Nearly three months after President Joe Biden announced US troops would begin withdrawing from Afghanistan, the Taliban quickly began a takeover of provinces across the county, ultimately leading up to Kabul, the capital city.
This movement by the Islamist militant group is hardly a surprise to experts.
“Half of the country slipped out of the government’s control in the last three months, and it no longer had a buffer protecting those provincial capitals,” analyst Andrew Watkins told Vox’s Jen Kirby.
Since May, the local government had lost or abandoned more than 200 of the 400 districts in Afghanistan, leaving many of them to fall to Taliban control. Taliban fighters in remote villages and outposts have used misinformation campaigns and fear-mongering to scare away local residents and intimidate Afghan government officials. This, coupled with a political division over support of the group, has left Afghanistan’s government at a loss.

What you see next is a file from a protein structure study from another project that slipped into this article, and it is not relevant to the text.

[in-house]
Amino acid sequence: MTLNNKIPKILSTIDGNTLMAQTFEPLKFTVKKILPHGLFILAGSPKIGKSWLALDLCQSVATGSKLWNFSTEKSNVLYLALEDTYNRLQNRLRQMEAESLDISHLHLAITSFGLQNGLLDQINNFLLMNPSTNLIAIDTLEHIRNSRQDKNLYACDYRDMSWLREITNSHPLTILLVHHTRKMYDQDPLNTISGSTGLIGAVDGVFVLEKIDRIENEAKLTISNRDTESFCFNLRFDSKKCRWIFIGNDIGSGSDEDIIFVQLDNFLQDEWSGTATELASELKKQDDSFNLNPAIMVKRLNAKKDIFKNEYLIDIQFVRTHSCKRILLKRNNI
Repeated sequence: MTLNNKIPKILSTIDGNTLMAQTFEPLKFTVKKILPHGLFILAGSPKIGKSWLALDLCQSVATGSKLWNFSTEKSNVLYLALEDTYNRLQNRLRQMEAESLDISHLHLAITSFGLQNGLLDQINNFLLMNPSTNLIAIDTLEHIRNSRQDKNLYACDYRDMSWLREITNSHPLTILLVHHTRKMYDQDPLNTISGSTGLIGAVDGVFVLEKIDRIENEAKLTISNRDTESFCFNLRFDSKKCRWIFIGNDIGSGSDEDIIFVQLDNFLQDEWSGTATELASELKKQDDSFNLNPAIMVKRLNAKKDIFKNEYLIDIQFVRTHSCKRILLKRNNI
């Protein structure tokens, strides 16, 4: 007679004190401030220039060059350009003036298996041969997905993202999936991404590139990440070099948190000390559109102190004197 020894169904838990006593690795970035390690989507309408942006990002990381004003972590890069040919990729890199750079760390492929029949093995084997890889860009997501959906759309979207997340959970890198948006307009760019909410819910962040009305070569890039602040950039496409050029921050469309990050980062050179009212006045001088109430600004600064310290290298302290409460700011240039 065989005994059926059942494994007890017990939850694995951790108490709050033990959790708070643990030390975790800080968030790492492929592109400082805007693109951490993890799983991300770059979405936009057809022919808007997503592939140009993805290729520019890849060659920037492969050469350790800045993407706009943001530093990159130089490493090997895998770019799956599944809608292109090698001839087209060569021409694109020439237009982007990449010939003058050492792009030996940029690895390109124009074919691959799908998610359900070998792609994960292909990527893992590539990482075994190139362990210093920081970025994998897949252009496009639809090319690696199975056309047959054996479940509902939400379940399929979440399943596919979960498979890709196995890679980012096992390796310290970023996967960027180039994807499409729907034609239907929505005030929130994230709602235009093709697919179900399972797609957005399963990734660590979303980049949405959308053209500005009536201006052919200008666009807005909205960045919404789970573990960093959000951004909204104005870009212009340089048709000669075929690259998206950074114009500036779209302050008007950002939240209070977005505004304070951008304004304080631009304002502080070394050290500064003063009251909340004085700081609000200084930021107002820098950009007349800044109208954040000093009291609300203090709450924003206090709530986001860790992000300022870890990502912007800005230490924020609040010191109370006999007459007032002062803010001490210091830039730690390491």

The Taliban swiftly acquired more territories, including important border cities and trade routes, and then took over major cities, including Kabul, which was the last government stronghold. Afghanistan’s President Ashraf Ghani fled the country after the Taliban reached Kabul.
“The Biden administration should have been able to foresee that pulling out of Afghanistan would create a power vacuum that would change the battlefield,” writes Nicole Narea.
Follow this storystream for all of Vox’s coverage and analysis of the unfolding situation in Afghanistan.